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Space Based Imaging

More data: SWAP, EUI

Ground Based Imaging

More: H-α, WL, Ca-IIK, Drawings

Ground Based Radio


Space Based Timelines

More data: LYRA, TSI

WDC Sunspot Index

More data: SILSO

Space Weather Services


Solar Map

Latest Alerts


No alerts since: 2023-06-02


  • Flare: C-class flares
  • Protons: Quiet
  • Geomagnetic: Quiet
    (A<20 and K<4)
  • All quiet: False
  • Provisional SSN: 183

Solar Activity

URSIgram 2023-06-06

The solar flaring activity was at low levels with several C-class flares being detected in the last 24 hours. The largest flare was a C6.3 flare, peaking at 09:14 UTC on June 06, associated with NOAA AR 3327 (beta class). This region was the main driver of the flaring activity over the past 24 hours. Isolated C-class flaring was produced by NOAA AR 3315 and NOAA AR 3317 from behind the west limb. NOAA AR 3323 (beta-gamma class) remains the largest and most complex active region on the visible solar disc but remained quiet. NOAA AR 3327 (beta class) is the second largest region on the visible disc. It has developed more trailing spots and enlarged its area, but has been silent. Other regions on the disc have simple configuration of their photospheric magnetic field (alpha and beta) and did not show any significant flaring activity. The solar flaring activity is expected to remain at low levels, with C-class flares likely and a chance for M-class flares. No Earth-directed coronal mass ejections (CMEs) were detected in the available coronagraph imagery. Over the past 24 hours the greater than 10 MeV GOES proton flux was at nominal levels and is expected to remain so over the next days. The greater than 2 MeV electron flux was below the 1000 pfu threshold and is expected to remain below this threshold for the next days.The 24h electron fluence was at normal level. The electron fluence is expected to be at normal levels in the next days.

Solar Wind

URSIgram 2023-06-06

The geomagnetic conditions over the past 24 hours were quiet to unsettled. Similar quiet to unsettled conditions are expected for the next days. Active conditions may be possible from late on June 7th - early on June 8th due to a possible glancing blow ICME passage. Over the past 24 hours the solar wind parameters (ACE and DSCOVR) were slightly elevated. The solar wind speed values ranged between 350 km/s and 420 km/s. The total interplanetary magnetic decreased from 10 nT to the values around 4 nT. The southward component of the interplanetary magnetic field fluctuated between -8 nT and 8 nT. The magnetic field orientation was predominantly in the positive sector (field directed away from the Sun). Similar conditions can be expected for the next days with a probability for further enhancements from late on June 7th, due to the CME associated with a filament eruption in the southwest sector on June 4th, which may have a glancing blow at Earth.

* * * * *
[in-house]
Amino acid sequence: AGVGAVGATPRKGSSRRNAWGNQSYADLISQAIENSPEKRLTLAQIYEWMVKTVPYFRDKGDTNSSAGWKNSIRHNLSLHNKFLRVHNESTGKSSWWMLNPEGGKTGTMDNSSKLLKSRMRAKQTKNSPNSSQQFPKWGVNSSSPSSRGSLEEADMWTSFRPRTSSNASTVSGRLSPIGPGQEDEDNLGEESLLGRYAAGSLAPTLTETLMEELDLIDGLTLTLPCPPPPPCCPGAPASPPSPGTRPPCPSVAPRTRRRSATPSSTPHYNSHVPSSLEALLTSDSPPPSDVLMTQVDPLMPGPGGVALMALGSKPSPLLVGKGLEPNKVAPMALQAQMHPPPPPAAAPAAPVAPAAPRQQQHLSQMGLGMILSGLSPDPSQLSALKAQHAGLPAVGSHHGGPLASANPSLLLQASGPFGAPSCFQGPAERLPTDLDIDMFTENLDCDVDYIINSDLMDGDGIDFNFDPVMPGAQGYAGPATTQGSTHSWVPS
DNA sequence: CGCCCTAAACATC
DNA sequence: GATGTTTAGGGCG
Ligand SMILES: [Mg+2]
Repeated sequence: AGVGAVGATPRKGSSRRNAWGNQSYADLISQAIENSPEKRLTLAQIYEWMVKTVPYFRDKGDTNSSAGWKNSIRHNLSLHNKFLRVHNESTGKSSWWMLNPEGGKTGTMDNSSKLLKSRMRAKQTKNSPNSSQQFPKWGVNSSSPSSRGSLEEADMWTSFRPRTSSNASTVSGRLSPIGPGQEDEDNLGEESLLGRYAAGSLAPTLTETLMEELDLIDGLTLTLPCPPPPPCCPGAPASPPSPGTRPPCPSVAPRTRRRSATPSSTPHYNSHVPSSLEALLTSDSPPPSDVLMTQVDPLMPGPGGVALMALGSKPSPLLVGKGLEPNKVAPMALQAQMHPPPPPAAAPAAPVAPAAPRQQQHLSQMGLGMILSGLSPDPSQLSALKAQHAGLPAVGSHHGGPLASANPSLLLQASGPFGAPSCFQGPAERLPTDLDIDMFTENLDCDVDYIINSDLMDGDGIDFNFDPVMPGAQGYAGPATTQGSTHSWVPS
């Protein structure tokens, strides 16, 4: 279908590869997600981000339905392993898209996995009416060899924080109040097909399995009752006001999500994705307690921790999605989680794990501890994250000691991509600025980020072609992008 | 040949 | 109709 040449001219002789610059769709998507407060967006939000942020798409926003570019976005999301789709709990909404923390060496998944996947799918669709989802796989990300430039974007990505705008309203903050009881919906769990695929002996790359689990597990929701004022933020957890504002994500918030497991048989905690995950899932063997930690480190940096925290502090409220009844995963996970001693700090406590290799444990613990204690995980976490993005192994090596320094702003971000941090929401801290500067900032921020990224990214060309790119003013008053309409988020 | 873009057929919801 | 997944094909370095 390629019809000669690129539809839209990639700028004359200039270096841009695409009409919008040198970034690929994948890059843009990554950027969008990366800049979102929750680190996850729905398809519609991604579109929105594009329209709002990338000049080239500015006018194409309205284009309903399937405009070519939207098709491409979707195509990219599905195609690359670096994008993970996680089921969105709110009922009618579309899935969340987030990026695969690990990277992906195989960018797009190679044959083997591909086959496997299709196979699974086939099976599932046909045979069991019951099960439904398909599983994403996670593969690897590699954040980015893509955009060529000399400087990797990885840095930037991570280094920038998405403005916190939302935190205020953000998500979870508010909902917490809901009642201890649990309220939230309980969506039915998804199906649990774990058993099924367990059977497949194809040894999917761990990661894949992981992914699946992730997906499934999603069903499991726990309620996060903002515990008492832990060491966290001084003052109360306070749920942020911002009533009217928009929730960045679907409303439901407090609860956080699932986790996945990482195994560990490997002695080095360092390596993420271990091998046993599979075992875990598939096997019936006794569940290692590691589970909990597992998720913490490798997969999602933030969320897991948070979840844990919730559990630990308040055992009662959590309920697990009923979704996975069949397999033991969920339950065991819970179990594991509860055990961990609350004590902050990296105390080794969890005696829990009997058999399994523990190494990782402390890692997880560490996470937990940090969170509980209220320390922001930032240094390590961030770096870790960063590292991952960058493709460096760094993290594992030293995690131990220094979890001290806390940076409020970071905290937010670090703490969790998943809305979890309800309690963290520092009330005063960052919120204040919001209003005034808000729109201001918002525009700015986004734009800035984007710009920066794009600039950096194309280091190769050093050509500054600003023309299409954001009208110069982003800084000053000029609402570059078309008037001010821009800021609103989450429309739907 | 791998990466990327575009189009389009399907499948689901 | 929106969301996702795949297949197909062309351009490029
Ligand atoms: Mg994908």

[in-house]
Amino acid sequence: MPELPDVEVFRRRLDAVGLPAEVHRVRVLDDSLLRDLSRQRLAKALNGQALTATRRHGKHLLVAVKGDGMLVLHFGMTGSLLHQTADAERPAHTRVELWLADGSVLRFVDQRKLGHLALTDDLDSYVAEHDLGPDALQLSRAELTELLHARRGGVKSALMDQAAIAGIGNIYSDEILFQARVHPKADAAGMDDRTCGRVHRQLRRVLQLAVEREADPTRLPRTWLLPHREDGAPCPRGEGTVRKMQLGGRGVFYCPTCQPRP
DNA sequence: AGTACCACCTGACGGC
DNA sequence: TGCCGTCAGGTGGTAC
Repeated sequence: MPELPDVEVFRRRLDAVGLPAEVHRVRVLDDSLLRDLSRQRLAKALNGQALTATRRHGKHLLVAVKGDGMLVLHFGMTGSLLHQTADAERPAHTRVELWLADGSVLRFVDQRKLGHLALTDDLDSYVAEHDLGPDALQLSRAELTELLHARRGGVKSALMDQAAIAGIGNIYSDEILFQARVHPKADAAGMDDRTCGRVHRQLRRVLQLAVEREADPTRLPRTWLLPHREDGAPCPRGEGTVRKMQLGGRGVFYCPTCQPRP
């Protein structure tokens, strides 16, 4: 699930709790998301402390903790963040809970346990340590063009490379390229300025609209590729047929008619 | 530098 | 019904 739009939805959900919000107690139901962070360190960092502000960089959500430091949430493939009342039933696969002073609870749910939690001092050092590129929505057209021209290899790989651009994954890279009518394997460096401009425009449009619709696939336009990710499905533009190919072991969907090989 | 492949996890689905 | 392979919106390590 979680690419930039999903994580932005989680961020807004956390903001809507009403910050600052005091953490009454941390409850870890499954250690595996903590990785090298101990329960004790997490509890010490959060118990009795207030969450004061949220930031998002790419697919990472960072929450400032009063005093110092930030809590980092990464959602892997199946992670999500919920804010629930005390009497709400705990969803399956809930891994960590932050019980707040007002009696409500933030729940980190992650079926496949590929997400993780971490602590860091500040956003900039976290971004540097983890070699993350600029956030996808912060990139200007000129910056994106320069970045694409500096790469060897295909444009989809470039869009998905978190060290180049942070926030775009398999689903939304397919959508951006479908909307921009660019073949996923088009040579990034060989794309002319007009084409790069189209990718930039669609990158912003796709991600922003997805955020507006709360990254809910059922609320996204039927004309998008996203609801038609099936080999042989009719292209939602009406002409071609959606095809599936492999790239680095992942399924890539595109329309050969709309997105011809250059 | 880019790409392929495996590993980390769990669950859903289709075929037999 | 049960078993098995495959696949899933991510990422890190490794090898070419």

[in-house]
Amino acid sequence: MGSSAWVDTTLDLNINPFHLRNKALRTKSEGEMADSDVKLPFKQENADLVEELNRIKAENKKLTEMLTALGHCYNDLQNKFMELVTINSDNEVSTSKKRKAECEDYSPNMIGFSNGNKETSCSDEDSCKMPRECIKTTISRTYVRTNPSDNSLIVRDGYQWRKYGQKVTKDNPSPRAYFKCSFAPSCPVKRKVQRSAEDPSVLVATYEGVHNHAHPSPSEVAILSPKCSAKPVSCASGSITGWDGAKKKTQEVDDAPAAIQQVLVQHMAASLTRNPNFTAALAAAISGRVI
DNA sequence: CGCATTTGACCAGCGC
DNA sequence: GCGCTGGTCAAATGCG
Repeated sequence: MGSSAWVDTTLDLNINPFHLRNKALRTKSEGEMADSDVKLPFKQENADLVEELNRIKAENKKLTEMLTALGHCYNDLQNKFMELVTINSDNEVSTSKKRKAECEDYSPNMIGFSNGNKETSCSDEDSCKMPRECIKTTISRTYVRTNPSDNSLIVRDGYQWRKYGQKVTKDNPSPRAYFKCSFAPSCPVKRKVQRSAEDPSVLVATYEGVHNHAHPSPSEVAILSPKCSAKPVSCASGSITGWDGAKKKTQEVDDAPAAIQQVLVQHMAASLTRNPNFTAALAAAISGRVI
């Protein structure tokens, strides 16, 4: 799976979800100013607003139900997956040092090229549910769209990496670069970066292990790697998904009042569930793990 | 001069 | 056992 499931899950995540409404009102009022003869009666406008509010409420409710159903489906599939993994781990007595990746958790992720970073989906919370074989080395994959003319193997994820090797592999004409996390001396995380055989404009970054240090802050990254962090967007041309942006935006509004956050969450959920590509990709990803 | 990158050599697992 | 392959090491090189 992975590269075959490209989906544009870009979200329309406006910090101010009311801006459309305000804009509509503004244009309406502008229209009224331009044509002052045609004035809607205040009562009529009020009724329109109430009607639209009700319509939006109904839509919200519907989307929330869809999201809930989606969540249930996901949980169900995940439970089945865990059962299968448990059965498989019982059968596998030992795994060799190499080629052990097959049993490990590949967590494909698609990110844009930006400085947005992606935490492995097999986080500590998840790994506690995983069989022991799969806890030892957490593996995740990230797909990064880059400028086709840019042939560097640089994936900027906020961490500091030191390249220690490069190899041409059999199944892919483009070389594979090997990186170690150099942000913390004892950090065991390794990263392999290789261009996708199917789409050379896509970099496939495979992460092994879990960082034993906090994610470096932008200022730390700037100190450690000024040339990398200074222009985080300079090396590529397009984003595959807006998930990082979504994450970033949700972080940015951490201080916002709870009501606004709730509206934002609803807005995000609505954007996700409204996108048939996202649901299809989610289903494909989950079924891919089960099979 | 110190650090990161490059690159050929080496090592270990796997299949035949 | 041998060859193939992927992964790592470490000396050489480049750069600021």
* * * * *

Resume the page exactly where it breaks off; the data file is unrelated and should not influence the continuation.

USET observes sunspots by eye

There was quite the excitement in USET team last week. Not one, but two sunspot regions were visible with the naked eye!

An M class flare observed with ROB ground based observatories

Ground based optical and radio solar instruments from ROB monitor together the recent period of increased solar activity

EUI can observe both elephants and mice among solar eruptions

The EUI telescope on Solar Orbiter was able to catch the miniature version of solar flares and mass ejections. Thanks to sharp and fast imaging of the EUI telescope, researchers could observe magnetic reconnection taking place repeatedly on very small scales.


Ground Observations

The SIDC monitors the level of solar activity from the photosphere to the corona with ground based instruments located in Uccle and Humain.

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Space Instruments

To avoid the disturbing or blocking effect of the Earth atmosphere, EUV observations of the solar corona need to be made from space...

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Space Weather & Climate

We monitor and forecast solar variability to provide information services  to society and industry about the influence of space weather and climate.

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Data Processing & Distribution

Data processing is necessary to extract relevant information for research studies, whereas data distribution and visualization are part of ROB open data policy.

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Modelling of Solar phenomena allows scientists to test theories and to predict Space Weather phenomena and their impact on Earth.

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Supporting Research

The SIDC shares and expands its expertise through interaction with both upcoming and experienced researchers.

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